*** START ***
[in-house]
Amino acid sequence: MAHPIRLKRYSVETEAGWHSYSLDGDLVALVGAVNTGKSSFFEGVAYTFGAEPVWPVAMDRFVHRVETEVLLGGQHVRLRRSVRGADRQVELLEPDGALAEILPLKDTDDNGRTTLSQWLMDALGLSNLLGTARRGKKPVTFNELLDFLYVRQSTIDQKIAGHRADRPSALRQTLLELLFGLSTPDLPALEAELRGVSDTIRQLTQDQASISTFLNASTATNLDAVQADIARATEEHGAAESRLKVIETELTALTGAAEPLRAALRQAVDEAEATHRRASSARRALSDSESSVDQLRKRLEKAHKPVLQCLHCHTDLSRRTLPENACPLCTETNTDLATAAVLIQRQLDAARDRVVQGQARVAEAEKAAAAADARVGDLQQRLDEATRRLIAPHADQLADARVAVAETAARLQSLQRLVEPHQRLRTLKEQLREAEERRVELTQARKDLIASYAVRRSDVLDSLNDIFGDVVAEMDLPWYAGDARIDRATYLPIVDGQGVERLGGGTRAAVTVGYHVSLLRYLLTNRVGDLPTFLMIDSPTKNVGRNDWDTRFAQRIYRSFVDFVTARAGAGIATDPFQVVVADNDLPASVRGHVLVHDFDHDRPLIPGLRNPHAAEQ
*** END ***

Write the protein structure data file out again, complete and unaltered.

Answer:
[in-house]
Amino acid sequence: MAHPIRLKRYSVETEAGWHSYSLDGDLVALVGAVNTGKSSFFEGVAYTFGAEPVWPVAMDRFVHRVETEVLLGGQHVRLRRSVRGADRQVELLEPDGALAEILPLKDTDDNGRTTLSQWLMDALGLSNLLGTARRGKKPVTFNELLDFLYVRQSTIDQKIAGHRADRPSALRQTLLELLFGLSTPDLPALEAELRGVSDTIRQLTQDQASISTFLNASTATNLDAVQADIARATEEHGAAESRLKVIETELTALTGAAEPLRAALRQAVDEAEATHRRASSARRALSDSESSVDQLRKRLEKAHKPVLQCLHCHTDLSRRTLPENACPLCTETNTDLATAAVLIQRQLDAARDRVVQGQARVAEAEKAAAAADARVGDLQQRLDEATRRLIAPHADQLADARVAVAETAARLQSLQRLVEPHQRLRTLKEQLREAEERRVELTQARKDLIASYAVRRSDVLDSLNDIFGDVVAEMDLPWYAGDARIDRATYLPIVDGQGVERLGGGTRAAVTVGYHVSLLRYLLTNRVGDLPTFLMIDSPTKNVGRNDWDTRFAQRIYRSFVDFVTARAGAGIATDPFQVVVADNDLPASVRGHVLVHDFDHDRPLIPGLRNPHAAEQ